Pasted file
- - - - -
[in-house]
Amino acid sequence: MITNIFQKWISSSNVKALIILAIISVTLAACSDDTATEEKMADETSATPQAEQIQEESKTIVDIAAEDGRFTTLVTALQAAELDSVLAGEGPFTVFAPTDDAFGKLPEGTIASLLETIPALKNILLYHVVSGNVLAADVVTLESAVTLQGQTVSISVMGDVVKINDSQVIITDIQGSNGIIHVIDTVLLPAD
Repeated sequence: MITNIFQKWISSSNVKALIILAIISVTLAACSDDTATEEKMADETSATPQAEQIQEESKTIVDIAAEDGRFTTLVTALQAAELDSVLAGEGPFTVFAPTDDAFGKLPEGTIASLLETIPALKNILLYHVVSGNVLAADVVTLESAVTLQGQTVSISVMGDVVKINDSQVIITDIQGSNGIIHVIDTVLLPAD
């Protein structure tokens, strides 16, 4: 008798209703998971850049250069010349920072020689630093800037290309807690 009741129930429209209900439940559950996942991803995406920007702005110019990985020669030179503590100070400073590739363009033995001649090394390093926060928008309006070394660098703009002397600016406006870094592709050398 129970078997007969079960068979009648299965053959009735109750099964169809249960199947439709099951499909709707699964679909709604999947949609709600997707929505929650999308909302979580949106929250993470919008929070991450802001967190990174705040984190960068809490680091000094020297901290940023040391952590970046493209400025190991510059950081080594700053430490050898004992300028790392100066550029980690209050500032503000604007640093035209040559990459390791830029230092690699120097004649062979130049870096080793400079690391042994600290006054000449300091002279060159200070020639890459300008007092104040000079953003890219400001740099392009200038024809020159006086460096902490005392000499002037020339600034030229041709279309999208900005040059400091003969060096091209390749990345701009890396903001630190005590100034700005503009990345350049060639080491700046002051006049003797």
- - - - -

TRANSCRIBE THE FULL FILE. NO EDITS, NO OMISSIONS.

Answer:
[in-house]
Amino acid sequence: MITNIFQKWISSSNVKALIILAIISVTLAACSDDTATEEKMADETSATPQAEQIQEESKTIVDIAAEDGRFTTLVTALQAAELDSVLAGEGPFTVFAPTDDAFGKLPEGTIASLLETIPALKNILLYHVVSGNVLAADVVTLESAVTLQGQTVSISVMGDVVKINDSQVIITDIQGSNGIIHVIDTVLLPAD
Repeated sequence: MITNIFQKWISSSNVKALIILAIISVTLAACSDDTATEEKMADETSATPQAEQIQEESKTIVDIAAEDGRFTTLVTALQAAELDSVLAGEGPFTVFAPTDDAFGKLPEGTIASLLETIPALKNILLYHVVSGNVLAADVVTLESAVTLQGQTVSISVMGDVVKINDSQVIITDIQGSNGIIHVIDTVLLPAD
């Protein structure tokens, strides 16, 4: 008798209703998971850049250069010349920072020689630093800037290309807690 009741129930429209209900439940559950996942991803995406920007702005110019990985020669030179503590100070400073590739363009033995001649090394390093926060928008309006070394660098703009002397600016406006870094592709050398 129970078997007969079960068979009648299965053959009735109750099964169809249960199947439709099951499909709707699964679909709604999947949609709600997707929505929650999308909302979580949106929250993470919008929070991450802001967190990174705040984190960068809490680091000094020297901290940023040391952590970046493209400025190991510059950081080594700053430490050898004992300028790392100066550029980690209050500032503000604007640093035209040559990459390791830029230092690699120097004649062979130049870096080793400079690391042994600290006054000449300091002279060159200070020639890459300008007092104040000079953003890219400001740099392009200038024809020159006086460096902490005392000499002037020339600034030229041709279309999208900005040059400091003969060096091209390749990345701009890396903001630190005590100034700005503009990345350049060639080491700046002051006049003797």